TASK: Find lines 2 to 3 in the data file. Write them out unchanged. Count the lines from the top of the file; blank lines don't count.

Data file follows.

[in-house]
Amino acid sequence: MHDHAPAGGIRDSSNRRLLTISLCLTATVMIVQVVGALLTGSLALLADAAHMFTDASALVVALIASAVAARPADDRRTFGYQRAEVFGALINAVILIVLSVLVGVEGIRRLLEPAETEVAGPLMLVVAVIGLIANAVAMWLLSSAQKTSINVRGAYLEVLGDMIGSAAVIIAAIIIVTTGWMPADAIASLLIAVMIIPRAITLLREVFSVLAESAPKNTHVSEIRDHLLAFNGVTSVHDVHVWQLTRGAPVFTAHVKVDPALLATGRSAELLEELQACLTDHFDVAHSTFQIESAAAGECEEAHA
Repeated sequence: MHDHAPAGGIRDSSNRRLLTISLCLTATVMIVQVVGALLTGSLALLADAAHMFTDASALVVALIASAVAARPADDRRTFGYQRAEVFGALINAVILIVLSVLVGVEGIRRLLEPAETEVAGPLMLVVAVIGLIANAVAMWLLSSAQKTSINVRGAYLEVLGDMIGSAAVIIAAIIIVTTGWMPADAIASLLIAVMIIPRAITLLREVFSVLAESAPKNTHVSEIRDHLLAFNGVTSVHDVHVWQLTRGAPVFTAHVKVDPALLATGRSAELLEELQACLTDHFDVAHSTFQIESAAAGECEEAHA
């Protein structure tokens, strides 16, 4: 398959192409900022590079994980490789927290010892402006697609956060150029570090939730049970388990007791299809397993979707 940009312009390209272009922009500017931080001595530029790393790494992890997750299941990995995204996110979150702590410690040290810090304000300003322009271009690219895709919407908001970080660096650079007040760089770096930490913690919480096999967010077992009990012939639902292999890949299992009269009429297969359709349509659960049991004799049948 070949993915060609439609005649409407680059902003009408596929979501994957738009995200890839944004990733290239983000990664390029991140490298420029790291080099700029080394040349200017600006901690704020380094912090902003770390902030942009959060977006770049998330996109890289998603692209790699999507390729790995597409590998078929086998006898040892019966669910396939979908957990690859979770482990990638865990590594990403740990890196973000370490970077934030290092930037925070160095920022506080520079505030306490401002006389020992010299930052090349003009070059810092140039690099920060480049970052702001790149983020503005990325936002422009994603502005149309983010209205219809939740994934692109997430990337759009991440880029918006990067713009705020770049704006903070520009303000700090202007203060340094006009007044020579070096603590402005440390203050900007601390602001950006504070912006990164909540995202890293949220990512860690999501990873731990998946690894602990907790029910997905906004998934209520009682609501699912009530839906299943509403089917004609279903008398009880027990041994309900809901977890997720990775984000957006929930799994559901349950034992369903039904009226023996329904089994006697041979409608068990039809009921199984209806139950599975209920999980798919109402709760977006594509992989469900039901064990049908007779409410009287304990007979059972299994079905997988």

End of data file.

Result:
Amino acid sequence: MHDHAPAGGIRDSSNRRLLTISLCLTATVMIVQVVGALLTGSLALLADAAHMFTDASALVVALIASAVAARPADDRRTFGYQRAEVFGALINAVILIVLSVLVGVEGIRRLLEPAETEVAGPLMLVVAVIGLIANAVAMWLLSSAQKTSINVRGAYLEVLGDMIGSAAVIIAAIIIVTTGWMPADAIASLLIAVMIIPRAITLLREVFSVLAESAPKNTHVSEIRDHLLAFNGVTSVHDVHVWQLTRGAPVFTAHVKVDPALLATGRSAELLEELQACLTDHFDVAHSTFQIESAAAGECEEAHA
Repeated sequence: MHDHAPAGGIRDSSNRRLLTISLCLTATVMIVQVVGALLTGSLALLADAAHMFTDASALVVALIASAVAARPADDRRTFGYQRAEVFGALINAVILIVLSVLVGVEGIRRLLEPAETEVAGPLMLVVAVIGLIANAVAMWLLSSAQKTSINVRGAYLEVLGDMIGSAAVIIAAIIIVTTGWMPADAIASLLIAVMIIPRAITLLREVFSVLAESAPKNTHVSEIRDHLLAFNGVTSVHDVHVWQLTRGAPVFTAHVKVDPALLATGRSAELLEELQACLTDHFDVAHSTFQIESAAAGECEEAHA